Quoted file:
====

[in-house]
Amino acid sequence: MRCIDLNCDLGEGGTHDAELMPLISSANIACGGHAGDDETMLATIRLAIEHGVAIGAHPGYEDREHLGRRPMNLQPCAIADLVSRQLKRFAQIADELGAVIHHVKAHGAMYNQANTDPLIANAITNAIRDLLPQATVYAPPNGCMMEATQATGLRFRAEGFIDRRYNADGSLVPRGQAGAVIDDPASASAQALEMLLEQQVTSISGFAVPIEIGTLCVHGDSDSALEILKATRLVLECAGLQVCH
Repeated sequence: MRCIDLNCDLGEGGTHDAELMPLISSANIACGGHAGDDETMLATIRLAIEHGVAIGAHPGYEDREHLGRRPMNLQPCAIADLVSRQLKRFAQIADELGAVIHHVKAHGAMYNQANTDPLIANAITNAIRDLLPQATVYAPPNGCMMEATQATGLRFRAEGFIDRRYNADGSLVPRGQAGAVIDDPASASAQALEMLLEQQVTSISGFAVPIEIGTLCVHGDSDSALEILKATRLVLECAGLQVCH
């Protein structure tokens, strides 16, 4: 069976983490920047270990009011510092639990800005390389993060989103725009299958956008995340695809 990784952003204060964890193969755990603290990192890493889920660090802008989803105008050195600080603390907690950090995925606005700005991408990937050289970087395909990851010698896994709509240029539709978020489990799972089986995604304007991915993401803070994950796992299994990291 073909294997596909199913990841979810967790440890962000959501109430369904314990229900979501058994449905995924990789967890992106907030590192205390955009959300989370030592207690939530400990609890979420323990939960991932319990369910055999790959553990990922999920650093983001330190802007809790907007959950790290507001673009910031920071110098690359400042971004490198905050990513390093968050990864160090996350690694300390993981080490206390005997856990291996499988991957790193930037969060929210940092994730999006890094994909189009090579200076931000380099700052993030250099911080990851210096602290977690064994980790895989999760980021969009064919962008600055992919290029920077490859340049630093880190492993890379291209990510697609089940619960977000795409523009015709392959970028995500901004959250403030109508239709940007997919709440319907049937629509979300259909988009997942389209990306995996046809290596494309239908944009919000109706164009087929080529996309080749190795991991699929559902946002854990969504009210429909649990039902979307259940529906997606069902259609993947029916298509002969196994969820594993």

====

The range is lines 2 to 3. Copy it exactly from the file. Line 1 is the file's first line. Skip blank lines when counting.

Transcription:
Amino acid sequence: MRCIDLNCDLGEGGTHDAELMPLISSANIACGGHAGDDETMLATIRLAIEHGVAIGAHPGYEDREHLGRRPMNLQPCAIADLVSRQLKRFAQIADELGAVIHHVKAHGAMYNQANTDPLIANAITNAIRDLLPQATVYAPPNGCMMEATQATGLRFRAEGFIDRRYNADGSLVPRGQAGAVIDDPASASAQALEMLLEQQVTSISGFAVPIEIGTLCVHGDSDSALEILKATRLVLECAGLQVCH
Repeated sequence: MRCIDLNCDLGEGGTHDAELMPLISSANIACGGHAGDDETMLATIRLAIEHGVAIGAHPGYEDREHLGRRPMNLQPCAIADLVSRQLKRFAQIADELGAVIHHVKAHGAMYNQANTDPLIANAITNAIRDLLPQATVYAPPNGCMMEATQATGLRFRAEGFIDRRYNADGSLVPRGQAGAVIDDPASASAQALEMLLEQQVTSISGFAVPIEIGTLCVHGDSDSALEILKATRLVLECAGLQVCH